Hiking and Backpacking
Blessed with more rugged mountain country and intact forest cover than anywhere else in Central America, Honduras offers fantastic possibilities for wilderness. Not that the country’s natural areas have much in the way of tourist infrastructure. Apart from the national parks of Celaque, Cusuco, Cerro Azul/Meámbar, and La Tigra, wilderness areas generally don’t feature marked trails or informative visitors centers. What hikers will find are dozens of unexplored patches of cloud forest across the mountains of central Honduras, huge areas of lowland tropical forest near the Caribbean coast, and several less extensive but unique ecosystems like mangrove wetlands and dry tropical forest. Each of these environments is well stocked with its own varieties of vibrantly colorful tropical birds, stealthy predators, and a myriad of other creatures seen only by those who have the energy to get out into their habitat and the patience to wait quietly for them to appear.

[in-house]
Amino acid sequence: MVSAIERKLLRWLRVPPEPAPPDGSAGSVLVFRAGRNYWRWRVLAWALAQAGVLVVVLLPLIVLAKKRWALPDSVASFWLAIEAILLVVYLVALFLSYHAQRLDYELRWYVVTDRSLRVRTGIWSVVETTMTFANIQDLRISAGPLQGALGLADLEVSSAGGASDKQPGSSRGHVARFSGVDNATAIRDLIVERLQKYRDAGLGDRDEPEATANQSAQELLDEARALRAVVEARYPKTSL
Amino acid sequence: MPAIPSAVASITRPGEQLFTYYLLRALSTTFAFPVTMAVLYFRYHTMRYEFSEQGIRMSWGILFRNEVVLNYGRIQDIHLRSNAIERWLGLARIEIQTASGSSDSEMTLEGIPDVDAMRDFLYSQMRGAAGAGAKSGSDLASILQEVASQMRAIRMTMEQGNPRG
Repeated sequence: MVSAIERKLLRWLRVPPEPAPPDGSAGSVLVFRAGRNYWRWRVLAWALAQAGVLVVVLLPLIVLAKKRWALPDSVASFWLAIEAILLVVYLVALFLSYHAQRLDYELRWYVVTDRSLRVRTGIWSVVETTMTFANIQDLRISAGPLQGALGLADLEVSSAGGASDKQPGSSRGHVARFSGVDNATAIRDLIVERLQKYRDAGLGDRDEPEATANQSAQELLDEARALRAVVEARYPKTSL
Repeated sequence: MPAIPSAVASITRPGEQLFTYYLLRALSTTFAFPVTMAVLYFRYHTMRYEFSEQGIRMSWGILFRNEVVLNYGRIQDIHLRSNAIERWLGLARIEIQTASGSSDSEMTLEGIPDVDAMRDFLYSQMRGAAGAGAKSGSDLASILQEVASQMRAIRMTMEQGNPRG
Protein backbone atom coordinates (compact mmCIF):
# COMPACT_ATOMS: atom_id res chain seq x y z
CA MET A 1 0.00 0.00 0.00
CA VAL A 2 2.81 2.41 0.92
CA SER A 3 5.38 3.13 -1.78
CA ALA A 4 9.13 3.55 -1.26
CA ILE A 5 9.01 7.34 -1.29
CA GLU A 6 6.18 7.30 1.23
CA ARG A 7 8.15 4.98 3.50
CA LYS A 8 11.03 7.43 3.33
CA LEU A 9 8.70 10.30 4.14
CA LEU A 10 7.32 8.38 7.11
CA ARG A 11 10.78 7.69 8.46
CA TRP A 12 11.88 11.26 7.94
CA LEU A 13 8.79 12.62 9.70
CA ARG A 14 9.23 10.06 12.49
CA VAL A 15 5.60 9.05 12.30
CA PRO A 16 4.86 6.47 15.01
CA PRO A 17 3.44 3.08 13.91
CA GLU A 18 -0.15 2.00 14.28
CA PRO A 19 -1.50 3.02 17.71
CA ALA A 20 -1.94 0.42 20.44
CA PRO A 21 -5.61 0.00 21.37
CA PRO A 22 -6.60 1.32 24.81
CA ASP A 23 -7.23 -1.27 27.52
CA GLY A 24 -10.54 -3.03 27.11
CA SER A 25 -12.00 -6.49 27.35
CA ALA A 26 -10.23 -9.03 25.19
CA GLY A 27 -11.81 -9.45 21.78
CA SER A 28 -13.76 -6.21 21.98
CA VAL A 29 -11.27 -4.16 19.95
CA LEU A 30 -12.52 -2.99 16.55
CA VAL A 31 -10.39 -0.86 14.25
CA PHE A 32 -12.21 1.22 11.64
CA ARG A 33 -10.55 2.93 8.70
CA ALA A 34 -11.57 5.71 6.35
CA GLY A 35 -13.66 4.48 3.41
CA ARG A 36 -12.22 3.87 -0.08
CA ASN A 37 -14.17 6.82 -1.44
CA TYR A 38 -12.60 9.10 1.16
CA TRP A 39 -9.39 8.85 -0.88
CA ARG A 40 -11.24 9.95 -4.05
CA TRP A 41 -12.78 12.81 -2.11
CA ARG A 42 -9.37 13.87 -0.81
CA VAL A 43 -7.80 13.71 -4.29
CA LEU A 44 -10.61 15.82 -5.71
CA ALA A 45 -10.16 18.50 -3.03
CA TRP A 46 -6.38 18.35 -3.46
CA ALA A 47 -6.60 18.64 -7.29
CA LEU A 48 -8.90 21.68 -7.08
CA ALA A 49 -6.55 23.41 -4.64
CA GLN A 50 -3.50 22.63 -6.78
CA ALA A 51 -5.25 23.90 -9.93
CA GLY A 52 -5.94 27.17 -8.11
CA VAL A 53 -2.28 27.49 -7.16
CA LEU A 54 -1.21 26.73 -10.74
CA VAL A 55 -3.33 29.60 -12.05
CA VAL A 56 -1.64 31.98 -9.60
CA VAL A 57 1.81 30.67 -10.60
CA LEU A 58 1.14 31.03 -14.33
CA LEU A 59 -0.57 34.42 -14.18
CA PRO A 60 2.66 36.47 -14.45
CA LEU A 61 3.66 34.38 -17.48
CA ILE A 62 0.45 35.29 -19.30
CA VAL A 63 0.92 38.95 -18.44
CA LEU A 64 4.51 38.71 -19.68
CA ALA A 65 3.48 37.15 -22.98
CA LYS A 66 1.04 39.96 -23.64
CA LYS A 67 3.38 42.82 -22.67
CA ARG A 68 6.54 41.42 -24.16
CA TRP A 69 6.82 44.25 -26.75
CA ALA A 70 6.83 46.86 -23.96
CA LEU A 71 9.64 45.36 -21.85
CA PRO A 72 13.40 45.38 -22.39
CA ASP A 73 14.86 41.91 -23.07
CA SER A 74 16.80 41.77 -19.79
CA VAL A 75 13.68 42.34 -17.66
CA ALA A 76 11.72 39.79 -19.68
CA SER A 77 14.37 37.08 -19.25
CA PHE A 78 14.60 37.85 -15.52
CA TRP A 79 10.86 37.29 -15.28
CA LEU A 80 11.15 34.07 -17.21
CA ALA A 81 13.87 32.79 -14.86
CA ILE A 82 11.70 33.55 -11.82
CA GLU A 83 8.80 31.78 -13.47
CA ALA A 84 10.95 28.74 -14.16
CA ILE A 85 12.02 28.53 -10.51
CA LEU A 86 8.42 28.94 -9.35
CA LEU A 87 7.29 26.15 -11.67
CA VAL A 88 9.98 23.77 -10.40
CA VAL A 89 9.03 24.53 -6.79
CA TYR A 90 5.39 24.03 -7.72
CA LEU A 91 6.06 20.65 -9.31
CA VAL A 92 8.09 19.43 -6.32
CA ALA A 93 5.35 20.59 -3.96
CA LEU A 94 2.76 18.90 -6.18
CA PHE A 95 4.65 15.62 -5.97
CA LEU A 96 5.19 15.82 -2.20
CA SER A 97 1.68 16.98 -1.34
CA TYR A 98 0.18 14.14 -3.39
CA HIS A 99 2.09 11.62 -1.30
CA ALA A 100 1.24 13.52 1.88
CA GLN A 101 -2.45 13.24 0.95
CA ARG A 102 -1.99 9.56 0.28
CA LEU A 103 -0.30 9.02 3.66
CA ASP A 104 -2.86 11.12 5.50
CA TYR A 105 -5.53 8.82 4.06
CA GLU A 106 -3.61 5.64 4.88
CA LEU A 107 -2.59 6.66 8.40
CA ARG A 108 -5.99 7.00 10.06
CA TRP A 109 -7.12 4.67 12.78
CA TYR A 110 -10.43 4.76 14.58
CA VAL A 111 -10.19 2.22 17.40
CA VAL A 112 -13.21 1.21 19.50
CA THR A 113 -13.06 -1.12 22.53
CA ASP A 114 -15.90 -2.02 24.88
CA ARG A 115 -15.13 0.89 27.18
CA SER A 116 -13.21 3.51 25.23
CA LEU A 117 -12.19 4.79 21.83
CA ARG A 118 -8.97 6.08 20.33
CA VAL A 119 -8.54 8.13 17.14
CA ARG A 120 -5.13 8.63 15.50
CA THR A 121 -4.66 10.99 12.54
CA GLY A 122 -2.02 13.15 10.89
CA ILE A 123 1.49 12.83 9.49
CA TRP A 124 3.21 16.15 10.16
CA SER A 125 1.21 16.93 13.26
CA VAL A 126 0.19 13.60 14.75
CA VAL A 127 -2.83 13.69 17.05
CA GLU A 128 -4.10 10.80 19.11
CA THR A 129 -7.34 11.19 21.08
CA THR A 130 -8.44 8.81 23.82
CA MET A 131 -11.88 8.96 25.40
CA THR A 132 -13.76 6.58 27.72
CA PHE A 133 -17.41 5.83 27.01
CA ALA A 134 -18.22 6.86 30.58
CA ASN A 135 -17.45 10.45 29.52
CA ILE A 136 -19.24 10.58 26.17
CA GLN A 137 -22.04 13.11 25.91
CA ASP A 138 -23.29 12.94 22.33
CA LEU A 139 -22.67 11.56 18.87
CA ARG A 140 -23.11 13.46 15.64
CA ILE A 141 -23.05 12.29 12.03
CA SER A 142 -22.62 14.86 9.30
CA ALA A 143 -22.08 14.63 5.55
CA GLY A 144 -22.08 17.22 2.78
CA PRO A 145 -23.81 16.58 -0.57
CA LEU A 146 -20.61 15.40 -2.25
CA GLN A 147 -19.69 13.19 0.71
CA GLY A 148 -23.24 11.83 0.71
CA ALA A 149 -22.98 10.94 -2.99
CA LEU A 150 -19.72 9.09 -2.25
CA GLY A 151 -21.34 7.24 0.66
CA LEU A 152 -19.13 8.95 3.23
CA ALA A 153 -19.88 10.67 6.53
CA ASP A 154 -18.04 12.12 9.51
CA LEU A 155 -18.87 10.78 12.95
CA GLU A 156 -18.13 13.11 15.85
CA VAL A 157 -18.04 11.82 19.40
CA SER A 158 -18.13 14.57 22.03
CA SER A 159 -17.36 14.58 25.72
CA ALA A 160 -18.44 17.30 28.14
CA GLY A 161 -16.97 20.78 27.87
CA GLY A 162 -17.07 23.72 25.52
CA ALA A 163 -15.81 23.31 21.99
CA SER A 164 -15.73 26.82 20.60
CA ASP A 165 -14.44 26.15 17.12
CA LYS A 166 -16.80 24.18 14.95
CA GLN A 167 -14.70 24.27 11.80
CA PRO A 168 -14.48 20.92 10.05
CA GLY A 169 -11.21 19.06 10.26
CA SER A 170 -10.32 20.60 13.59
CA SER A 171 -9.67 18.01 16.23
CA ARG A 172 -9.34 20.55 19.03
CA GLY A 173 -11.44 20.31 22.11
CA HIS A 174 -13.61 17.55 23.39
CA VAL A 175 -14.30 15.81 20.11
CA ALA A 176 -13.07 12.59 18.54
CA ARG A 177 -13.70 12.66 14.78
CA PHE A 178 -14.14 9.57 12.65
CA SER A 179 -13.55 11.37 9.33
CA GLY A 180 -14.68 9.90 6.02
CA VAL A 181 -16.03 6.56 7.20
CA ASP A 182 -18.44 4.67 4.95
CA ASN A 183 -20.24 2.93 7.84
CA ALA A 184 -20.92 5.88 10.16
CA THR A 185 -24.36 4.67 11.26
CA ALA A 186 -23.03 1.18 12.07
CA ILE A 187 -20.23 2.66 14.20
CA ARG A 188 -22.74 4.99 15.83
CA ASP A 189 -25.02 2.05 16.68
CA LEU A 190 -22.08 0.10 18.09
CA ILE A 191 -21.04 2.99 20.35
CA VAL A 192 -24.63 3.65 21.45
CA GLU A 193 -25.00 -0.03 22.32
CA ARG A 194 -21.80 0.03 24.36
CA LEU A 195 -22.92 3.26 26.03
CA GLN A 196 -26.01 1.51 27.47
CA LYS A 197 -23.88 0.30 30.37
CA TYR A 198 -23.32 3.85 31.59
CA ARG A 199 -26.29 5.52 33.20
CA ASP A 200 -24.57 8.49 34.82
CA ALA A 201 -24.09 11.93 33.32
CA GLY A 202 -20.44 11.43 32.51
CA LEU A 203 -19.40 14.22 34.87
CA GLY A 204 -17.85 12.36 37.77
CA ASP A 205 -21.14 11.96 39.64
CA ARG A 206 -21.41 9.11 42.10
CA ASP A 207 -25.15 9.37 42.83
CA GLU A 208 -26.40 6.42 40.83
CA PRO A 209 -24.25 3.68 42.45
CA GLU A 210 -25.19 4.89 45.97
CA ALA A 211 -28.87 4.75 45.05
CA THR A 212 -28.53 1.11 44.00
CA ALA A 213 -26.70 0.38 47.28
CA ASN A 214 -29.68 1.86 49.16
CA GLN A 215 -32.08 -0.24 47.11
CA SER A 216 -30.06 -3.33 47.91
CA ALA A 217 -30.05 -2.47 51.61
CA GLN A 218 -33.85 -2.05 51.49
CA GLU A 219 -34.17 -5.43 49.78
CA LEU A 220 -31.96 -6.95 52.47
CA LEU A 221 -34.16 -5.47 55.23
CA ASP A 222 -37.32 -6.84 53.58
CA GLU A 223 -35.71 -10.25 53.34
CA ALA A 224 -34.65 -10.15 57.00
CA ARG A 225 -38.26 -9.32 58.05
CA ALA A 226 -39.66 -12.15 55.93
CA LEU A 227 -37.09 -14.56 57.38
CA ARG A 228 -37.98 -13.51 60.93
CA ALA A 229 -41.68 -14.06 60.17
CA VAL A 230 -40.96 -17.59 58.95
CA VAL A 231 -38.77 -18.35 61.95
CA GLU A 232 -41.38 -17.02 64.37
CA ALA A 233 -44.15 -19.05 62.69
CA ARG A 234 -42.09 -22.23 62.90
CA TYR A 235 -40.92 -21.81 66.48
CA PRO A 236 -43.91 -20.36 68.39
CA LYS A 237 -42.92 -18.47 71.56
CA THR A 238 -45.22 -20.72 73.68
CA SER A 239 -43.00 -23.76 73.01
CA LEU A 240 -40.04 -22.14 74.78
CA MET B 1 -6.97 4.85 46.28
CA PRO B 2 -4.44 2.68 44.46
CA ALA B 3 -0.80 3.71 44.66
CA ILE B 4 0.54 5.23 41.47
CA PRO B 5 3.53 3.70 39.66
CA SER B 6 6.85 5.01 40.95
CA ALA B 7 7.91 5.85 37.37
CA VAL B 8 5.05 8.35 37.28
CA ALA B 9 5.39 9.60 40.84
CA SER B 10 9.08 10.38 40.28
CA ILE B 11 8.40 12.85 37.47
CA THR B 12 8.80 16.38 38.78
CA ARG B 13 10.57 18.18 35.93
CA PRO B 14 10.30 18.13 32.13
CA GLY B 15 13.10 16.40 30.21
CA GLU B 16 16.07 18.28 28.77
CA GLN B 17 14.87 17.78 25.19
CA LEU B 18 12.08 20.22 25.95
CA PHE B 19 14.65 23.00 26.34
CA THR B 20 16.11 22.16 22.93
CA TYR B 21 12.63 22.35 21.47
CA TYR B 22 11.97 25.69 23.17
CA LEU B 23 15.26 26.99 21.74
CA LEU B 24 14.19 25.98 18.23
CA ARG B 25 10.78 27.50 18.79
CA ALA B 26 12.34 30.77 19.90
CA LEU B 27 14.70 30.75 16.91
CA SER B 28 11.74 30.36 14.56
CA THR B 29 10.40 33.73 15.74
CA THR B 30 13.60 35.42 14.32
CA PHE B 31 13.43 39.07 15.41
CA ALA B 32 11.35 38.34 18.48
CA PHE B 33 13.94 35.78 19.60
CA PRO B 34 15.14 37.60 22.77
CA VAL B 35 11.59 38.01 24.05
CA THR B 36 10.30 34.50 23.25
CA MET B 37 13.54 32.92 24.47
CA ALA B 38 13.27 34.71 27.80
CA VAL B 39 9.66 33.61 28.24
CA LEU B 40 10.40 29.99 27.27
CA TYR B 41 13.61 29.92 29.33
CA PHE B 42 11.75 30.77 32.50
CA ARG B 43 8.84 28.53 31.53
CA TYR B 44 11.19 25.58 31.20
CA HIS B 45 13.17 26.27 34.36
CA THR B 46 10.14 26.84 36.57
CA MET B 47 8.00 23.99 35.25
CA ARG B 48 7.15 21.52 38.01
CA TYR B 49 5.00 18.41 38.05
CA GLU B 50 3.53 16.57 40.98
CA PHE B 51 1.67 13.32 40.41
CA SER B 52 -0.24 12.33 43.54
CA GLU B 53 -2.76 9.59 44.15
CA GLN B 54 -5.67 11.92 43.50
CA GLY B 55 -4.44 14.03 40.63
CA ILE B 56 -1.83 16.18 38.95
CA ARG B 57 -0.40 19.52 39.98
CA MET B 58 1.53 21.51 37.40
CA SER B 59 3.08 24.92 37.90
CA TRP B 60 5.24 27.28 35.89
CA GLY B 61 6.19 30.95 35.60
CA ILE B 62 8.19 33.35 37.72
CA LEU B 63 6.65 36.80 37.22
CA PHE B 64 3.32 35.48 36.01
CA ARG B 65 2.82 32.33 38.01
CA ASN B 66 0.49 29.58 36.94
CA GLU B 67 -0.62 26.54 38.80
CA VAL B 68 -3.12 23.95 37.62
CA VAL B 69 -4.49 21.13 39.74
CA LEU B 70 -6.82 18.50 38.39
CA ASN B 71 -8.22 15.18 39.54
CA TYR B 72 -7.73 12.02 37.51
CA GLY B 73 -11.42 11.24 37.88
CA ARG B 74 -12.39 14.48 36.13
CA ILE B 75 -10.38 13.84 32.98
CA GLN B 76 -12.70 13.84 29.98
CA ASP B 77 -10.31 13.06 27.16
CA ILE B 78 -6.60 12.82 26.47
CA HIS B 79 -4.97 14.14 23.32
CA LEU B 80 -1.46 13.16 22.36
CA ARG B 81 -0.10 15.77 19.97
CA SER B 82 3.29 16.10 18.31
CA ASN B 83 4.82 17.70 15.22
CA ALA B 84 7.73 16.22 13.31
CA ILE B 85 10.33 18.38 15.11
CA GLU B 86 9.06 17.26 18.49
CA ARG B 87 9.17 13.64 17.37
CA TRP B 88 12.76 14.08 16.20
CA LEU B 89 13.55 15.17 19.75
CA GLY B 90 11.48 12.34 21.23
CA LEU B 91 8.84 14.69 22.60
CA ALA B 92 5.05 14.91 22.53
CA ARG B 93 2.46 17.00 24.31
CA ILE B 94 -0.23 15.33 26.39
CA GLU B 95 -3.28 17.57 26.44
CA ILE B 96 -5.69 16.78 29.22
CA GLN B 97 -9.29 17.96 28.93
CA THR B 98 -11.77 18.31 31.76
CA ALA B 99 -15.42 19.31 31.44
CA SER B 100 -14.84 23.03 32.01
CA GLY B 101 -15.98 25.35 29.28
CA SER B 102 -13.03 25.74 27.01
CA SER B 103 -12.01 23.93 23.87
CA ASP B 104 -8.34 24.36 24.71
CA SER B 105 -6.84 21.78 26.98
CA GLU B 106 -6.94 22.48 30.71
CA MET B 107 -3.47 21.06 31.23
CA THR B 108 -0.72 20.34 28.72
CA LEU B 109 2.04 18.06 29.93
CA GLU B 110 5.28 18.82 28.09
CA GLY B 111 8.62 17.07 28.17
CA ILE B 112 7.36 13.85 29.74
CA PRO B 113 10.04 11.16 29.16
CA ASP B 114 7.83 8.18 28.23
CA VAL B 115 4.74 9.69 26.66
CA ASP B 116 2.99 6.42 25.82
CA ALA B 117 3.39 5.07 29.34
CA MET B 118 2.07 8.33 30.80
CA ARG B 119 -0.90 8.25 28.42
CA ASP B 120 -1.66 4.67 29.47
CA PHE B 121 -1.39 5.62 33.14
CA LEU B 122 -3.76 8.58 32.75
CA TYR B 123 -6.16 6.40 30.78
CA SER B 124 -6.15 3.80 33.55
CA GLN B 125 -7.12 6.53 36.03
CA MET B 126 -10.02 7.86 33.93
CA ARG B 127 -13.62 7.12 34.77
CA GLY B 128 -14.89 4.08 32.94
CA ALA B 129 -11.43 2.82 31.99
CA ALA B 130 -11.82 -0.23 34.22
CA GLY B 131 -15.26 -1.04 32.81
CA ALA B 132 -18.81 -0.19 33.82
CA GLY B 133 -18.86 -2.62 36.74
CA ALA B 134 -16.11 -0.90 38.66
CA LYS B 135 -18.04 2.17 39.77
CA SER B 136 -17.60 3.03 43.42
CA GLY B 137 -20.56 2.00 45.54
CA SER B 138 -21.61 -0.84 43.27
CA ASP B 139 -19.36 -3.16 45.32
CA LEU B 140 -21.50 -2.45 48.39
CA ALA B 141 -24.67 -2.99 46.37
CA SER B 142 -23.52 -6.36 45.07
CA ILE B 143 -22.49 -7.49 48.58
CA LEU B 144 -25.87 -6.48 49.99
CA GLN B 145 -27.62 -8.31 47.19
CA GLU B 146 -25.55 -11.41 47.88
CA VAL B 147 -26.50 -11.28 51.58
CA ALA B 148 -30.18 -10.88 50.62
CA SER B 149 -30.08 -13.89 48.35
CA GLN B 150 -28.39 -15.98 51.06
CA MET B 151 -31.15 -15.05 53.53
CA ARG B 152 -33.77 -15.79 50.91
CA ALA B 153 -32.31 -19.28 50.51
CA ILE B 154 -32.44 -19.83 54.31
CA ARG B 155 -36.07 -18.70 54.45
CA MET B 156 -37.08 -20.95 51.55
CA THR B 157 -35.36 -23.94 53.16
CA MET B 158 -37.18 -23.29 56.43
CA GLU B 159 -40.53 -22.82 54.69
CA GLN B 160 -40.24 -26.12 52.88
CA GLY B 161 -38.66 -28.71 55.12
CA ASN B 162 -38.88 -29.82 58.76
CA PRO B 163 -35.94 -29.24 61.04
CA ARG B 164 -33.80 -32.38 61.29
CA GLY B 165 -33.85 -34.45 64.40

Not only is hiking in Honduras the best way to fully appreciate the country’s natural beauty, but it also brings foreigners in contact with rural Hondurans, who are some of the most decent, open-hearted people you are likely to ever run across. The rule (replicated, no doubt, in most of the world) seems to be the farther one goes out into the campo, away from cities and roads, the friendlier people get. You may find yourself stopping repeatedly on the trail to share a cup of coffee at the friendly insistence of some campesino in his hut.
While most people logically prefer to head into the woods during the dry season (roughly January–April, depending on the part of the country), hiking during the rains has its own appeal. The trails turn into muddy bogs (which they often are for most of the year anyhow, within the forest), but the electric green brilliance of the foliage often makes up for the discomforts.
© Chris Humphrey and Amy E. Robertson from Moon Honduras, 5th Edition